Evangelizing through the Catholic Arts

Finding Virtue in the Mundane: Even Doing Dishes!

Finding Virtue in the Mundane So, how is doing the dishes well, or any other mundane task for that matter, virtuous? Well, let’s answer that question by first defining virtue:

“A virtue is an habitual and firm disposition to do the good. It allows the person not only to perform good acts, but to give the best of himself.” 1

If you strive to always give your best to every task performed, even something so mundane as doing the dishes, then your action can be virtuous.

I remember, as a child, having the chore of doing the dinner dishes with my two sisters. The oldest sister always needed to go to the bathroom immediately after dinner. How convenient for her! She always got out of doing the dishes, unbeknownst to my mother. That left my middle sister and me, the youngest, to clear the table, wash and dry the dishes. (Yes, I am old! This was in the day before every household had an automatic dishwasher. But I digress.) My middle sister and I always fought over who would do what, and with me being the youngest, I always lost the fight. I had to clear EVERYTHING off of the table and set it up for my middle sister to wash the dishes. Then I got the job of drying and putting away ALL of the dishes. As I dried the dishes, Heaven help me, if I pointed out that my sister missed a spot! You would think that World War III was breaking out! (But again, I digress).

Finding Virtue in the Mundane

The moral of this story is that my two sisters and I were given numerous golden opportunities to act virtuously, and we blew it! The oldest sister could have participated in the process more often. The middle sister could have exhibited more tolerance and patience, and I could have complained less. I could have been more like St. Therese of Liseiux, who had a similar dishwashing experience that she noted in her book, Autobiography of a Soul. St. Therese would take opportunities like this and offer up her suffering to the Lord. She would refrain from complaining, considering it her “little way.”

So, where in your life could you be acting more virtuously? Where can you find virtue in the mundane? Look for ways and times where, by doing good acts, you can bring more peace to your home and workplace. Be like St. Therese and offer up your acts to the Lord. Now, if you will excuse me, I have a kitchen to clean up.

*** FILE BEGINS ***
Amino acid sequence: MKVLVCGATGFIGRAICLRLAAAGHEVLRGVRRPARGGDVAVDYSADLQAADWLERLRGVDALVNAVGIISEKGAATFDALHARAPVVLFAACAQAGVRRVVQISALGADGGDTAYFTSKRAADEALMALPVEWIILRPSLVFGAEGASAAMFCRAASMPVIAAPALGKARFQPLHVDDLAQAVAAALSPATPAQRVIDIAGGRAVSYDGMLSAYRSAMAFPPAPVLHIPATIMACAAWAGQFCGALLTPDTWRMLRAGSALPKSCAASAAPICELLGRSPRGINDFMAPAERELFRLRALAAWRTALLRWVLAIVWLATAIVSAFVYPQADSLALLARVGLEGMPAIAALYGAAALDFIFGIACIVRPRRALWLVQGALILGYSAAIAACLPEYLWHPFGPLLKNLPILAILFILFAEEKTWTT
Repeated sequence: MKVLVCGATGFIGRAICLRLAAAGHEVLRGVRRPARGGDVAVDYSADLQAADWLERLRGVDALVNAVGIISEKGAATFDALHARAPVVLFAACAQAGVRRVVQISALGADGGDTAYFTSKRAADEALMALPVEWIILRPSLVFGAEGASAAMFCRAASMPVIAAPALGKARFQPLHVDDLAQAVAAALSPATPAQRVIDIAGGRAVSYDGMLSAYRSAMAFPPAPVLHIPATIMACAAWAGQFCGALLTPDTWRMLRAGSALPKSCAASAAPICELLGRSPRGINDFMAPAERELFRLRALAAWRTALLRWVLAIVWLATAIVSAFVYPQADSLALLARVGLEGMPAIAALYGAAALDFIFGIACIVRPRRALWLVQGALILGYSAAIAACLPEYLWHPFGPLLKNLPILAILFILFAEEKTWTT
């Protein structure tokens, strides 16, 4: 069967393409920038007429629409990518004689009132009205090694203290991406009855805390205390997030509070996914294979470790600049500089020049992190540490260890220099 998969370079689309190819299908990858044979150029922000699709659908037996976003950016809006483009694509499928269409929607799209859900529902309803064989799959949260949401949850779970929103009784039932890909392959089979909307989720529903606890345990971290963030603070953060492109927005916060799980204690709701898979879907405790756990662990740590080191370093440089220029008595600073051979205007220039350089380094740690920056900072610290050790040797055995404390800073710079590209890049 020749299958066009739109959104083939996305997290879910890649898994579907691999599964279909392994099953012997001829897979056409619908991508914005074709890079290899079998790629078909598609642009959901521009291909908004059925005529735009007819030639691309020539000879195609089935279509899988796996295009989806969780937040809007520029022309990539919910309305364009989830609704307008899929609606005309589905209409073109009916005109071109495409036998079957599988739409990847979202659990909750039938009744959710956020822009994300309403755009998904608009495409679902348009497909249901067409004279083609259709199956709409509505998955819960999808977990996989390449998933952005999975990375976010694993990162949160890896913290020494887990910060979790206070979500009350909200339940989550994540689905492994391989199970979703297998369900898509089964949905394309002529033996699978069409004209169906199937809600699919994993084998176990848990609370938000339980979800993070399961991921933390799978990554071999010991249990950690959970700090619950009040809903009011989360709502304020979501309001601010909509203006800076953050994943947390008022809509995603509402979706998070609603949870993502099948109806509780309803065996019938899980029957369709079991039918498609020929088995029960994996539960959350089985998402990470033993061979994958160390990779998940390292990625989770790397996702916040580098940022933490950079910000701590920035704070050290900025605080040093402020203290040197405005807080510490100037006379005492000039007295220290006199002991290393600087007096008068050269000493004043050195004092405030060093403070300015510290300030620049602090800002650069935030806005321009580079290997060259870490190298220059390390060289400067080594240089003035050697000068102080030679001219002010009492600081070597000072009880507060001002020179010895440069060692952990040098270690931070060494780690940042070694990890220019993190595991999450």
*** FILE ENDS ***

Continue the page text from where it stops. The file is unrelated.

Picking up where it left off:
1 Catechism of the Catholic Church, 2nd Ed., Vaticana: Libreria Editrice Vaticana. Print, 1997. n. 1803

This post was shared with Theology is a Verb and Reconciled to You.

2 Responses to Finding Virtue in the Mundane: Even Doing Dishes!

  • At the time of being a child, did you have St. Therese of Liseiux’s example to lean on? As in, did your parents make sure you guys heard her story, and how she disdained that particular chore but still found a way to make it virtuous? Because I don’t think I had heard of it until just a couple years ago, and it honestly didn’t sink in for me until this year!

    Also, I like Mother Teresa’s quote of washing the dishes because you love the person who will use it next. That has become part of my new motivation for that chore!

    Because dishes can stink to do at times. Thank you for the reminder that there are ways to turn our mundane chores into a moment for prayer, reflection, and virtue.

    Happy Easter!

    • Hi Anni: I have to admit that although I was brought up in a Catholic family, and went to Catholic grade school and Catholic high school, my parents did not speak much about the faith at home. It was rather compartmentalized for me. It wasn’t until I was well into my marriage that the two compartments blended together into “one life.”

      Thanks for sharing your thoughts!

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